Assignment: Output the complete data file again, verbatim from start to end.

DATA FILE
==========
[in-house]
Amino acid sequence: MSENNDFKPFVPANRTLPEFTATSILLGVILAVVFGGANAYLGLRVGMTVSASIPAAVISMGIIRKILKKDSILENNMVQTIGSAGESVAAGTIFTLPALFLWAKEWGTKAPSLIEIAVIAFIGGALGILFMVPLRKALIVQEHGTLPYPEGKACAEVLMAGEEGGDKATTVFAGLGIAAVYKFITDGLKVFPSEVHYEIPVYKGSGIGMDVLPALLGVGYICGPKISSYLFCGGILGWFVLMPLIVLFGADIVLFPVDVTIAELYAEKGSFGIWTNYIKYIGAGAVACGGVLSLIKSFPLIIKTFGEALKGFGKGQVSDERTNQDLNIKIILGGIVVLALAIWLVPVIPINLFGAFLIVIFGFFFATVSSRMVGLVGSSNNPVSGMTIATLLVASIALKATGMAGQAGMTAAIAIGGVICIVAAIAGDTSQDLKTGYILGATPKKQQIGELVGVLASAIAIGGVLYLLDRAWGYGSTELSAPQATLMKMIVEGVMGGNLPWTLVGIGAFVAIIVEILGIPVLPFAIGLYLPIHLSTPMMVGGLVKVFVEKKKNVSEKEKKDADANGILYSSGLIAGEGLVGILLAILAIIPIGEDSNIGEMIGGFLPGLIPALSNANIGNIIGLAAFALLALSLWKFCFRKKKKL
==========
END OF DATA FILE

[in-house]
Amino acid sequence: MSENNDFKPFVPANRTLPEFTATSILLGVILAVVFGGANAYLGLRVGMTVSASIPAAVISMGIIRKILKKDSILENNMVQTIGSAGESVAAGTIFTLPALFLWAKEWGTKAPSLIEIAVIAFIGGALGILFMVPLRKALIVQEHGTLPYPEGKACAEVLMAGEEGGDKATTVFAGLGIAAVYKFITDGLKVFPSEVHYEIPVYKGSGIGMDVLPALLGVGYICGPKISSYLFCGGILGWFVLMPLIVLFGADIVLFPVDVTIAELYAEKGSFGIWTNYIKYIGAGAVACGGVLSLIKSFPLIIKTFGEALKGFGKGQVSDERTNQDLNIKIILGGIVVLALAIWLVPVIPINLFGAFLIVIFGFFFATVSSRMVGLVGSSNNPVSGMTIATLLVASIALKATGMAGQAGMTAAIAIGGVICIVAAIAGDTSQDLKTGYILGATPKKQQIGELVGVLASAIAIGGVLYLLDRAWGYGSTELSAPQATLMKMIVEGVMGGNLPWTLVGIGAFVAIIVEILGIPVLPFAIGLYLPIHLSTPMMVGGLVKVFVEKKKNVSEKEKKDADANGILYSSGLIAGEGLVGILLAILAIIPIGEDSNIGEMIGGFLPGLIPALSNANIGNIIGLAAFALLALSLWKFCFRKKKKL